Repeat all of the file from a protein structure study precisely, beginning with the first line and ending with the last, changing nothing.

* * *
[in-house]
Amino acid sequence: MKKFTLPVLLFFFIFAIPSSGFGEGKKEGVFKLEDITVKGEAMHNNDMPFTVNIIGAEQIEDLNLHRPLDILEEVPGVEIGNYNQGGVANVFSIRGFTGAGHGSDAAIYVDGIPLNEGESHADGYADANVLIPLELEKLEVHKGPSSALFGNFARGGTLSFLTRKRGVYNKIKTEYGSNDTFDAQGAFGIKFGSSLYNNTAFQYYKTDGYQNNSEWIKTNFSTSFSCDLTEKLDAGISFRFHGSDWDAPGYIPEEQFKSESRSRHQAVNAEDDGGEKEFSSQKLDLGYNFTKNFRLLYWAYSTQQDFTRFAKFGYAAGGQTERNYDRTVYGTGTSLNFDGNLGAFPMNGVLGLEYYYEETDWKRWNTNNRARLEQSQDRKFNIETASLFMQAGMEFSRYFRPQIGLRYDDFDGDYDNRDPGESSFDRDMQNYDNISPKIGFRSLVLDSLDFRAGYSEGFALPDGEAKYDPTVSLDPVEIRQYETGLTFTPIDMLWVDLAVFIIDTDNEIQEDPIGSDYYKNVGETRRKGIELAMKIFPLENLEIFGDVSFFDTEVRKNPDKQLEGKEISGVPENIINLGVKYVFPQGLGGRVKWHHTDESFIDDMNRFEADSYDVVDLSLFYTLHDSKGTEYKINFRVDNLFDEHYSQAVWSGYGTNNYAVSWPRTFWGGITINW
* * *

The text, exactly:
[in-house]
Amino acid sequence: MKKFTLPVLLFFFIFAIPSSGFGEGKKEGVFKLEDITVKGEAMHNNDMPFTVNIIGAEQIEDLNLHRPLDILEEVPGVEIGNYNQGGVANVFSIRGFTGAGHGSDAAIYVDGIPLNEGESHADGYADANVLIPLELEKLEVHKGPSSALFGNFARGGTLSFLTRKRGVYNKIKTEYGSNDTFDAQGAFGIKFGSSLYNNTAFQYYKTDGYQNNSEWIKTNFSTSFSCDLTEKLDAGISFRFHGSDWDAPGYIPEEQFKSESRSRHQAVNAEDDGGEKEFSSQKLDLGYNFTKNFRLLYWAYSTQQDFTRFAKFGYAAGGQTERNYDRTVYGTGTSLNFDGNLGAFPMNGVLGLEYYYEETDWKRWNTNNRARLEQSQDRKFNIETASLFMQAGMEFSRYFRPQIGLRYDDFDGDYDNRDPGESSFDRDMQNYDNISPKIGFRSLVLDSLDFRAGYSEGFALPDGEAKYDPTVSLDPVEIRQYETGLTFTPIDMLWVDLAVFIIDTDNEIQEDPIGSDYYKNVGETRRKGIELAMKIFPLENLEIFGDVSFFDTEVRKNPDKQLEGKEISGVPENIINLGVKYVFPQGLGGRVKWHHTDESFIDDMNRFEADSYDVVDLSLFYTLHDSKGTEYKINFRVDNLFDEHYSQAVWSGYGTNNYAVSWPRTFWGGITINW